Marriage may be nearly universal, but does it still matter? Reliable contraception has lowered the intimacy stakes, and women have won some economic and political equality with men, so perhaps marriage has become optional instead of necessary. However, there are some reasons to doubt the benefits of a post-nuptial society. Married people tend to be happier and healthier than the divorced or the never-married.

The previous studies have been subject to some reasonable criticisms. After all, how can you be sure that happy and healthy people aren’t more likely to marry in the first place? Do the benefits of marriage outweigh the costs? A clear-sighted assessment of the choice to marry must factor in all marriage risks, including preconditions, divorce, and the goods it grants.

In a new study in the Global Epidemiology journal, researchers hoped to address these critiques, examining 11,830 American nurses, all women, who were originally never married and comparing those who married between 1989 and 1993 to those who remained unmarried. They assessed how their lives turned out on a wide variety of essential outcomes, including health, longevity, and psychological well-being, after 25 years.

In most cases, researchers controlled the nurses’ health and well-being in 1989, before marriage, and numerous other factors like socioeconomic status, race and age. This control helped researchers rule out the possibility that, for example, happiness predicted marriage instead of being indicated by it, or some hidden factor might predict marriage and happiness.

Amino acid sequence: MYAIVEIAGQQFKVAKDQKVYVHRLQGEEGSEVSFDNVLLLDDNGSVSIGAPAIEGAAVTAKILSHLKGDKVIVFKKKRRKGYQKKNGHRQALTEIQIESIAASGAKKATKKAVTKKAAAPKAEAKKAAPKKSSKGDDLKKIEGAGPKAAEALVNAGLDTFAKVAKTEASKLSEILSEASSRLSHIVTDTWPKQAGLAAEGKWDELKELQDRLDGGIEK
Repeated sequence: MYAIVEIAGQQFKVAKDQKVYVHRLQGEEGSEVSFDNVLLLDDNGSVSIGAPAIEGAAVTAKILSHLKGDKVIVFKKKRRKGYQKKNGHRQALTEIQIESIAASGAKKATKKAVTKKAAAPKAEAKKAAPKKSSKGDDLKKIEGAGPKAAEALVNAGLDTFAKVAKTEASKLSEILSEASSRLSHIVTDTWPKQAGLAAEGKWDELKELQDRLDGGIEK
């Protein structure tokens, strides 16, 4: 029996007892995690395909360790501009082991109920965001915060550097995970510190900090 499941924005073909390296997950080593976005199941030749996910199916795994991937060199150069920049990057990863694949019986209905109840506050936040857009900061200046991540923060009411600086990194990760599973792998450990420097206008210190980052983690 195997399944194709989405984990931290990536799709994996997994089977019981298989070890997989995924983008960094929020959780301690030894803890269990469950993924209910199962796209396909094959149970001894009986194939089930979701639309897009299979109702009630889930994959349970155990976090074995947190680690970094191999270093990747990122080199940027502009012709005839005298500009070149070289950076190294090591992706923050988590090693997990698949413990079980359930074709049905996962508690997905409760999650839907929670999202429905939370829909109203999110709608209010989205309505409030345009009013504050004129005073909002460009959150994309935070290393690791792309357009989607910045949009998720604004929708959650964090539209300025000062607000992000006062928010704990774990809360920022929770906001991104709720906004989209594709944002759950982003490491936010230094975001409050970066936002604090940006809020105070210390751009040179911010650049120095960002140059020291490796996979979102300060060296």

The assessment found that women who got married in the original time frame, including those who ultimately divorced, had a 35 percent lower risk of death for any reason than those who didn’t marry in that time frame. Married women also had a lower risk of cardiovascular disease, less loneliness and depression, and were more optimistic and happier. They also had a greater sense of hope and purpose.

Researchers also assessed the effects of staying married versus getting divorced. Divorce was linked with worse health and well-being among the women who were married at the beginning of the study, including increased loneliness and depression and lower levels of social interaction. There was also less substantial evidence that divorced women had a 19 percent higher risk of death for any reason over the 25 years of follow-up than women who stayed married.

Given how many factors influence health and well-being, marriage could reduce 25-year mortality by more than a third, and that divorce could increase it by nearly a fifth, indicating how important it remains even for modern life.

The causes of marriage’s marginalization are complex, including cultural shifts and economic constraints, particularly the declining earning power of less-educated men, which substantially reduces their marriage prospects even today. It is clear, however, that many of us now view marriage not as an essential setting for socializing sex and raising children but as a dispensable luxury.

The study’s findings, added to an already extensive literature showing the value of marriage, should serve as a wake-up call for a society in significant denial about this crucial element of flourishing.

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